Daylight Saving Time (DST) would officially end at 2 a.m. Nov.6 when clocks are turned one hour back.

Daylight saving time generally begins in March and ends in November to make the most of the weakened winter sun and get more light during the evening hours and less in the morning hours.

The practice has invited both praise and criticism.

On the positive side, the time shift would make mornings lighter, helping people to prevent accidents and wake up to sunlight, rather than to the drizzling darkness that has plagued recent dawns.  Several studies in the U.S. and Great Britain have found that the DST daylight shift reduces net traffic accidents and fatalities.

Several experts say DST would be a healthy change as one would get an extra hour of sleep and it is always easier to wake up an hour later than to go to sleep an hour earlier.

In addition, less electricity was thought to be used because people are home fewer hours during the longer days of spring and summer. Most people plan outdoor activities in the extra daylight hours. When people are not at home, they don't turn on the appliances and lights.

There may also be an economic benefit to DST, as daylight evening hours encourage people to go out and shop, potentially spurring economic growth.

On the downside, DST is reported to cause problems for farming and other occupations tied to the sun. Many people dislike DST as they have to change many clocks and adjust to a new sleep schedule. In addition, people with sleep disorders find this transition very difficult.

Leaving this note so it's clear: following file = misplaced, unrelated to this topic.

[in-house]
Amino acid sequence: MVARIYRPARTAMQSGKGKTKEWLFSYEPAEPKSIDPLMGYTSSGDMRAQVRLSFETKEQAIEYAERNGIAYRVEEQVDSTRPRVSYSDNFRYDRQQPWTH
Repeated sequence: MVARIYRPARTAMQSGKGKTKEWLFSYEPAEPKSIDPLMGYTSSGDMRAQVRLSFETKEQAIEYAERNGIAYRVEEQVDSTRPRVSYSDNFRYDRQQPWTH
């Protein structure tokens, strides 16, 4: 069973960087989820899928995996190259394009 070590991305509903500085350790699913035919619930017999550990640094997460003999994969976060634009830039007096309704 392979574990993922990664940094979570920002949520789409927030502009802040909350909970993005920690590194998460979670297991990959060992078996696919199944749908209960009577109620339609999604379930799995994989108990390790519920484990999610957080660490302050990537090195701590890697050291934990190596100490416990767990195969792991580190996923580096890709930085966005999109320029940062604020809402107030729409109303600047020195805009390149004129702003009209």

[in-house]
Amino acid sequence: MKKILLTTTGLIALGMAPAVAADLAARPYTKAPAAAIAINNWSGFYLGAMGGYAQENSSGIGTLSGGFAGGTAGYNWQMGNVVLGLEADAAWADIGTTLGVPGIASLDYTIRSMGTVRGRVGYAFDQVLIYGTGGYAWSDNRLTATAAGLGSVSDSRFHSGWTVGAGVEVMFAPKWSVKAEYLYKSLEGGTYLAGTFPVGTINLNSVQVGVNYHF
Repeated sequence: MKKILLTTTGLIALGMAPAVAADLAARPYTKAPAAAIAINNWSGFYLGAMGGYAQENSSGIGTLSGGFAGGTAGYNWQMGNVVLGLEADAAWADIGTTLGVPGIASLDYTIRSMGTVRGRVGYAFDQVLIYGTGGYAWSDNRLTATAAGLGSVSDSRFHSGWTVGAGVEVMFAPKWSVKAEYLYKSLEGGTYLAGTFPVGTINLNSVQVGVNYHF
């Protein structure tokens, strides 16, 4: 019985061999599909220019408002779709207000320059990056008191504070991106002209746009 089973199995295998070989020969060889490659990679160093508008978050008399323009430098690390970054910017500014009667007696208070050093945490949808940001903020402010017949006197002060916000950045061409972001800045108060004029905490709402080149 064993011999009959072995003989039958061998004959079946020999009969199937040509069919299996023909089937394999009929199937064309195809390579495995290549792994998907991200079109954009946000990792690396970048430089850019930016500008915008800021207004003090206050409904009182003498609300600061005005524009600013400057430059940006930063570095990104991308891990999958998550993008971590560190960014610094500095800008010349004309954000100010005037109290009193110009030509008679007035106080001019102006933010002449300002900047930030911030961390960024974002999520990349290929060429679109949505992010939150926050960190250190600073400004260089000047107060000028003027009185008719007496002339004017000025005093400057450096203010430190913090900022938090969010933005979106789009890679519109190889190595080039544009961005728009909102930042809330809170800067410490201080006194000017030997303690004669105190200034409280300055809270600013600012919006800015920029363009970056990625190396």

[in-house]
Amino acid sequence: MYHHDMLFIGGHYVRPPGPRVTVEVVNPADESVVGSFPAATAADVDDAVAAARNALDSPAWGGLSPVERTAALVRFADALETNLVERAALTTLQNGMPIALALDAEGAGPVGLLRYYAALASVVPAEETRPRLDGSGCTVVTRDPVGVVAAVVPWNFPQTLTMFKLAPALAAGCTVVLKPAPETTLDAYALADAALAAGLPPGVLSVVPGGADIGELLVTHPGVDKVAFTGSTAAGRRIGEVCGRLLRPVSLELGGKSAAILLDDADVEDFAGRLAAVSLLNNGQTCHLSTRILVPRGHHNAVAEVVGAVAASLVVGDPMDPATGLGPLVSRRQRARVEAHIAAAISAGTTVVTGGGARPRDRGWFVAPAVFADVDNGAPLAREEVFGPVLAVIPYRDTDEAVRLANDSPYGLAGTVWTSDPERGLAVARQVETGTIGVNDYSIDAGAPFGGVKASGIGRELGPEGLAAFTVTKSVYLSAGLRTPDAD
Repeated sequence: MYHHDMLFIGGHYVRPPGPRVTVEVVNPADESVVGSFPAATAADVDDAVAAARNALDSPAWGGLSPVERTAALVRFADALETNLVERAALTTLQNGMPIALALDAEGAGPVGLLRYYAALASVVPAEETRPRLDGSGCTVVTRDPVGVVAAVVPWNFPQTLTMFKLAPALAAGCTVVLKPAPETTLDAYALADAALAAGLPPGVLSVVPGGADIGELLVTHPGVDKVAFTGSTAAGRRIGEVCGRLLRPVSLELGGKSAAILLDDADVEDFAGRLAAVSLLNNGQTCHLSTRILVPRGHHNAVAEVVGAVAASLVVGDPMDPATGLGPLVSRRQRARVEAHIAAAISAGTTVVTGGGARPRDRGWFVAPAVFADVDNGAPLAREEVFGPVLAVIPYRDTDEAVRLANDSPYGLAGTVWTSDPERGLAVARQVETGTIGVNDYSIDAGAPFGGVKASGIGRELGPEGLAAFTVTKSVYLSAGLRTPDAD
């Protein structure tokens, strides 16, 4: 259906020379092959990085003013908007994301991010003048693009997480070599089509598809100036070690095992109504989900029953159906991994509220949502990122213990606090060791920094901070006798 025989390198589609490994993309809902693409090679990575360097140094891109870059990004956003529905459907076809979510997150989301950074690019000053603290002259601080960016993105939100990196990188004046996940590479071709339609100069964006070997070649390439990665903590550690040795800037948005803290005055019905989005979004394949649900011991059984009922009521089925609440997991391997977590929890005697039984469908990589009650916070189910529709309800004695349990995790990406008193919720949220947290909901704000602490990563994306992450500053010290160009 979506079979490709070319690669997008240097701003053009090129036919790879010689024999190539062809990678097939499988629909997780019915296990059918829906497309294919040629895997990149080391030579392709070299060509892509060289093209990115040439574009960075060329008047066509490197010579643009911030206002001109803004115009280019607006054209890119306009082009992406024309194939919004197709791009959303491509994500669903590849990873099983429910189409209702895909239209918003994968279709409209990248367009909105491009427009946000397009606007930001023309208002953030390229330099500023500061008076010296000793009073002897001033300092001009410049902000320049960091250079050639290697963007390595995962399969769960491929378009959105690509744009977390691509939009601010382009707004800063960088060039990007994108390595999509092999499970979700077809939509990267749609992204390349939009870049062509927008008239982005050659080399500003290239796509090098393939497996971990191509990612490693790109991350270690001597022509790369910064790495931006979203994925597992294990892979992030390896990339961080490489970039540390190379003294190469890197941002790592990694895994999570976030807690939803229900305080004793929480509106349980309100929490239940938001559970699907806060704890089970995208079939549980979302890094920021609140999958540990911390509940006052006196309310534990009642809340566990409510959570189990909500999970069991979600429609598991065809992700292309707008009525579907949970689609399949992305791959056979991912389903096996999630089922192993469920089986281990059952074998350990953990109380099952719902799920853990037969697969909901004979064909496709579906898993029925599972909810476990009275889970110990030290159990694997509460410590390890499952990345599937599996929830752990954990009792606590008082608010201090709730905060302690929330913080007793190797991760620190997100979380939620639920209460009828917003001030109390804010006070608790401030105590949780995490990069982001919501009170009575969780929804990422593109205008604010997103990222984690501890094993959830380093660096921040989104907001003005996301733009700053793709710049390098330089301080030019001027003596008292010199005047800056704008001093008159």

DST can cause serious health issues too. A study published in the New England Journal of Medicine in 2008 suggested that heart attack risks increased during the days just after the spring time change in Sweden.

Some argue that the energy savings touted by DST is offset by the energy used by those living in warm climates to cool their homes during summer afternoons and evenings. Similarly, the argument can be made that more evening hours of light encourage people to run errands and visit friends, thus consuming more gasoline.

Nevertheless, be ready to turn your clocks back on Nov.6, except residents in Arizona, Hawaii and the territories of Puerto Rico, the Virgin Islands, American Samoa, Guam and the Northern Mariana Islands as these territories are not practicing DST.